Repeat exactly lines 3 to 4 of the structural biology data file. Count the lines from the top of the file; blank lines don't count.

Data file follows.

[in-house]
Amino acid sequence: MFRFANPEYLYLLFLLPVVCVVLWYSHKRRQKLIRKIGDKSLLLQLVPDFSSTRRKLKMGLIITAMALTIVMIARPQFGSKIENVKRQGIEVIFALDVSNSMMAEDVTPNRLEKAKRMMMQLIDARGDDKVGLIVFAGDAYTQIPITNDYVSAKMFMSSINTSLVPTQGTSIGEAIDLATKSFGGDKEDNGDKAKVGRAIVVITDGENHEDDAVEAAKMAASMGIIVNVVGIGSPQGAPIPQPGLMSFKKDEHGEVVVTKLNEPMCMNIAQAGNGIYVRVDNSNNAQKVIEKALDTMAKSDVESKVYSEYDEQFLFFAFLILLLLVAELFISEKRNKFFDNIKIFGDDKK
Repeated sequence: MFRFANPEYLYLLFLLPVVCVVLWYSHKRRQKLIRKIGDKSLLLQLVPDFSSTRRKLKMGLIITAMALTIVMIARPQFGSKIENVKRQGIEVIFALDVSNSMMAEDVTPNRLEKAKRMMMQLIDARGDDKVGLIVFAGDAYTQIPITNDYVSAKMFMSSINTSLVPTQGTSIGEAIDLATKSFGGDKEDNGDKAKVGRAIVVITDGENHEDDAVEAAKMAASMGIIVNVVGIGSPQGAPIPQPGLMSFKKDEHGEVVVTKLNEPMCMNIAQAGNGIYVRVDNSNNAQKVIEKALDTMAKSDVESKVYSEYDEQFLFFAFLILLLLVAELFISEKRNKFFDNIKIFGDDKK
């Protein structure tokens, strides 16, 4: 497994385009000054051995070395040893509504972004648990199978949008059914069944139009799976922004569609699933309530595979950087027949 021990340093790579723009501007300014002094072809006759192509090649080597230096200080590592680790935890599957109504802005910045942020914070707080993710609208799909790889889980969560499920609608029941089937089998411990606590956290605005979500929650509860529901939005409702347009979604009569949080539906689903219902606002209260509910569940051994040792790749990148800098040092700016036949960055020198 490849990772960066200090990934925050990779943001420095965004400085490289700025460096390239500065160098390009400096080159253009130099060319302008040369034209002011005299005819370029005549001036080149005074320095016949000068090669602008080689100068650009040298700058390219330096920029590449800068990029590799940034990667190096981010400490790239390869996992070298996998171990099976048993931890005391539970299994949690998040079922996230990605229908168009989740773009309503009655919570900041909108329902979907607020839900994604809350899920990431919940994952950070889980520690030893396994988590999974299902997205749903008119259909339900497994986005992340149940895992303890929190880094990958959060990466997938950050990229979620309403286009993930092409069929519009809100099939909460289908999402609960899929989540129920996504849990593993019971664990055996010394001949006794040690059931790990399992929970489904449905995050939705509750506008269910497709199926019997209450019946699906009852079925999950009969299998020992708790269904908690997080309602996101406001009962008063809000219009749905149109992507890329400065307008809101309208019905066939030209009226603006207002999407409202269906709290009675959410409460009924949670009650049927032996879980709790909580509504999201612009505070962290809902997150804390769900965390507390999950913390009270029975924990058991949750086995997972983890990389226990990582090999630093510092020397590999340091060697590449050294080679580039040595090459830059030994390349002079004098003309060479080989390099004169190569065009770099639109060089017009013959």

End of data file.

Repeated sequence: MFRFANPEYLYLLFLLPVVCVVLWYSHKRRQKLIRKIGDKSLLLQLVPDFSSTRRKLKMGLIITAMALTIVMIARPQFGSKIENVKRQGIEVIFALDVSNSMMAEDVTPNRLEKAKRMMMQLIDARGDDKVGLIVFAGDAYTQIPITNDYVSAKMFMSSINTSLVPTQGTSIGEAIDLATKSFGGDKEDNGDKAKVGRAIVVITDGENHEDDAVEAAKMAASMGIIVNVVGIGSPQGAPIPQPGLMSFKKDEHGEVVVTKLNEPMCMNIAQAGNGIYVRVDNSNNAQKVIEKALDTMAKSDVESKVYSEYDEQFLFFAFLILLLLVAELFISEKRNKFFDNIKIFGDDKK
């Protein structure tokens, strides 16, 4: 497994385009000054051995070395040893509504972004648990199978949008059914069944139009799976922004569609699933309530595979950087027949 021990340093790579723009501007300014002094072809006759192509090649080597230096200080590592680790935890599957109504802005910045942020914070707080993710609208799909790889889980969560499920609608029941089937089998411990606590956290605005979500929650509860529901939005409702347009979604009569949080539906689903219902606002209260509910569940051994040792790749990148800098040092700016036949960055020198 490849990772960066200090990934925050990779943001420095965004400085490289700025460096390239500065160098390009400096080159253009130099060319302008040369034209002011005299005819370029005549001036080149005074320095016949000068090669602008080689100068650009040298700058390219330096920029590449800068990029590799940034990667190096981010400490790239390869996992070298996998171990099976048993931890005391539970299994949690998040079922996230990605229908168009989740773009309503009655919570900041909108329902979907607020839900994604809350899920990431919940994952950070889980520690030893396994988590999974299902997205749903008119259909339900497994986005992340149940895992303890929190880094990958959060990466997938950050990229979620309403286009993930092409069929519009809100099939909460289908999402609960899929989540129920996504849990593993019971664990055996010394001949006794040690059931790990399992929970489904449905995050939705509750506008269910497709199926019997209450019946699906009852079925999950009969299998020992708790269904908690997080309602996101406001009962008063809000219009749905149109992507890329400065307008809101309208019905066939030209009226603006207002999407409202269906709290009675959410409460009924949670009650049927032996879980709790909580509504999201612009505070962290809902997150804390769900965390507390999950913390009270029975924990058991949750086995997972983890990389226990990582090999630093510092020397590999340091060697590449050294080679580039040595090459830059030994390349002079004098003309060479080989390099004169190569065009770099639109060089017009013959």